Today, my children are grown and on their own so I’ve got more time to devote to my business. The result is that my business is taking off at a time when I am able to keep up with its growth.
Whatever you decide to do with your business, make sure it stays fun. I often hear women make comments such as, “I work in insurance, but I love to throw dinner parties.” If this is your situation, then become a caterer or an event planner!
Realize that you can make money doing what you love. And if you do what you love, then you’re going to love what you do every day.
Also, remember to have a life outside your business, with family first and then friends. It takes a lifetime to cultivate friendships, and you could lose them if you don’t make time to enjoy them. You may also lose your perspective!
The Lord continues to bless me and my company. We now have showrooms in Atlanta and Dallas and a display at the New York Gift Fair in the Javits Center. I am privileged that my love for painting and pottery has transformed into a flourishing regional business.
I don’t know what tomorrow holds, but I do know who holds tomorrow, and I trust Him to do with my business as He sees fit–and to work in me as He works in it. May He do the same for you.
Gail Pittmanis an artist who turned a love for painting and pottery into a flourishing corporation, Gail Pittman Inc. Her dinnerware, home accessories and collectibles are sold in specialty gift stores throughout the United States and Canada.
In 1950, less than ten percent of American households were made up of just one person; now the number is twenty-seven percent. We depend on cell phones and computers to stay connected, and that’s why we panic when our Internet goes out or we lose our phone. Our society tends toward isolation, and one of the wonders of sociology is why neighbors who live miles apart in rural areas feel closer than apartment dwellers in major cities.
Everyone feels lonely from time to time, but loneliness can be an impetus to making changes in our lives. If we feel disconnected from others, we can find ways to help others who feel that way too. Often the best way is to become more involved at church. When you attend a Bible study or small group, volunteer in your congregation, pray for those in the nearby pews, and work shoulder-to-shoulder with other saints, it involves you in the family of God. It’s hard to feel disconnected while making those efforts.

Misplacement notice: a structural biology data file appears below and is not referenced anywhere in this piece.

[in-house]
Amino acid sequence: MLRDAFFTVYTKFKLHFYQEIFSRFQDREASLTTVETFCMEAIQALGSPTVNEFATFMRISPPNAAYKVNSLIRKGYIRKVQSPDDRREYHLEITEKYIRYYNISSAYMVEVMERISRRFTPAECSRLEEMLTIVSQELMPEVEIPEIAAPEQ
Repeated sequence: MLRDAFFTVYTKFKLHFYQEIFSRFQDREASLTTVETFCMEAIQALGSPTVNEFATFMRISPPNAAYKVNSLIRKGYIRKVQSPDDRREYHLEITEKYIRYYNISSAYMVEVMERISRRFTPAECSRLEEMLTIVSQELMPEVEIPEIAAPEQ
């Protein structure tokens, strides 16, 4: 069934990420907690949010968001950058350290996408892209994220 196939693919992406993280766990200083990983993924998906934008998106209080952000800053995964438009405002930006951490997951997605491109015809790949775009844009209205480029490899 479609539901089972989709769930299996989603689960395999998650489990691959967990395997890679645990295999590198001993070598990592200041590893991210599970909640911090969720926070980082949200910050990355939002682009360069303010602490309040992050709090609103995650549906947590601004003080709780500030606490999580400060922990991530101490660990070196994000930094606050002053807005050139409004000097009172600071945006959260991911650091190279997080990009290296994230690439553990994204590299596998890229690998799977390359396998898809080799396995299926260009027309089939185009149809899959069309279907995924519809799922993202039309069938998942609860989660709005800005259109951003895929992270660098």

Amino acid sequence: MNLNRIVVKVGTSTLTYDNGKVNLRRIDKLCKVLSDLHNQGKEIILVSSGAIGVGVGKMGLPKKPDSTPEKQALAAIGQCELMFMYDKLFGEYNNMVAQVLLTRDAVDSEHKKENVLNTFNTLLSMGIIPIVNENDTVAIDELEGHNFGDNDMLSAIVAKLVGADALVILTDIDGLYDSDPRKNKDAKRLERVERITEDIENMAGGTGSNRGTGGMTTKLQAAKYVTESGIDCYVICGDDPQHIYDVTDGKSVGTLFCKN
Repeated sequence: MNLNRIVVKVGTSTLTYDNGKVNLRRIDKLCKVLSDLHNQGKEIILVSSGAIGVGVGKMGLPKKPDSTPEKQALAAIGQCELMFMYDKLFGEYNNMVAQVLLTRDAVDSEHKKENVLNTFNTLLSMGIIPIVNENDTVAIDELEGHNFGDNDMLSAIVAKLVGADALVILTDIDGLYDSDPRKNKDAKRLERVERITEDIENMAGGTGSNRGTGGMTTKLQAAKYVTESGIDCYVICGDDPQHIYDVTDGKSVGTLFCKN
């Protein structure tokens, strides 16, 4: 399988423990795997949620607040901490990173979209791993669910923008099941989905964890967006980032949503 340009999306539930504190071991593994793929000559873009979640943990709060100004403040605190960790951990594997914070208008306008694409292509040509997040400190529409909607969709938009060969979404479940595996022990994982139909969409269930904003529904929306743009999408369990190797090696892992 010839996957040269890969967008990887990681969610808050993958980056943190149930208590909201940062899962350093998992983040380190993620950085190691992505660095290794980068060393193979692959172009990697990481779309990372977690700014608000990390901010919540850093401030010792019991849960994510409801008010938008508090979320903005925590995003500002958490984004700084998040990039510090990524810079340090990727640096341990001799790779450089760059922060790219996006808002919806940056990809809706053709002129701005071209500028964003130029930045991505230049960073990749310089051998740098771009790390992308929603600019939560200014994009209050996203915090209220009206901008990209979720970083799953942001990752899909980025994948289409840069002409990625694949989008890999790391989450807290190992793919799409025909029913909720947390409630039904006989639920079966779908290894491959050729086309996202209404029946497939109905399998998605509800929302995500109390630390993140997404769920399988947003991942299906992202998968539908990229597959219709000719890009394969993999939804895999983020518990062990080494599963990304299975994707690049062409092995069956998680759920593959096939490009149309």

Don’t sit around feeling lonely. Find someone to bless today.
A church is a hospital for sinners, not a museum for saints.
Abigail Van Buren
Teaching people about Jesus through the Scriptures is one of my favorite things to do. But over the years, I’ve discovered bad habits that I had to overcome.
If you teach at all, I’d guess that you struggle with things like this too. So I thought it might be helpful to list a few things we tend to do that I believe to be outside of our “job description” as teachers.
As a teacher your job is not to …
1. Give a book report. Many times when we are preparing a message, we will read books and commentaries. We then begin working out a flow of thought by organizing all the information we obtained. And if we’re not careful, we end up giving little more than a book report to those we are teaching. We must remember that this is not our job.
Studying what God has revealed to other people about about a passage or topic can be good to do in many regards, but I would suggest that great caution should be taken to make sure that our study does not hinder us from prayerfully considering what God wants us to say, personally. For me, I had to stop beginning my preparation by reading other sources.
Instead, I now begin with prayer and personally walking through the Bible study methods I teach others—and then look at resources to support or confront the things I’ve learned from my personal study.
2.Conform behavior. If our messages are not applicable to the lives of those we teach, we are wasting our time. But if we’re not careful, our desire to be practical can easily cause us to simply teach proper behavior. There is a fine line here to watch carefully. I’d suggest our job isn’t to get people to do things but rather to help them understand, love and enjoy Jesus.
Written by Chuck Bomar/For More Than Dodgeball
Chuck Bomar planted and is lead pastor of Colossae Church in Portland, Ore. He is also founder of both CollegeLeader and iampeople. He is author of six books, with the most recent being the highly anticipated work Better Off Without Jesus.
September may be back-to-school time, but kids aren’t the only ones whose schedules gear up in the fall. Summer vacations are a memory. Businesses focus on projects that languished over the summer. Churches mobilize their ministry programs. Families turn their attention from vacations to home repairs and major purchases.
If that isn’t enough, toss in the holidays. Halloween is just around the bend, Thanksgiving a mere four weeks later. Then there’s the final lap into Christmas and New Year’s Day. Four months of non-stop activity with barely a moment to catch our breath. September isn’t just another month on the calendar. It’s the starting line of a marathon.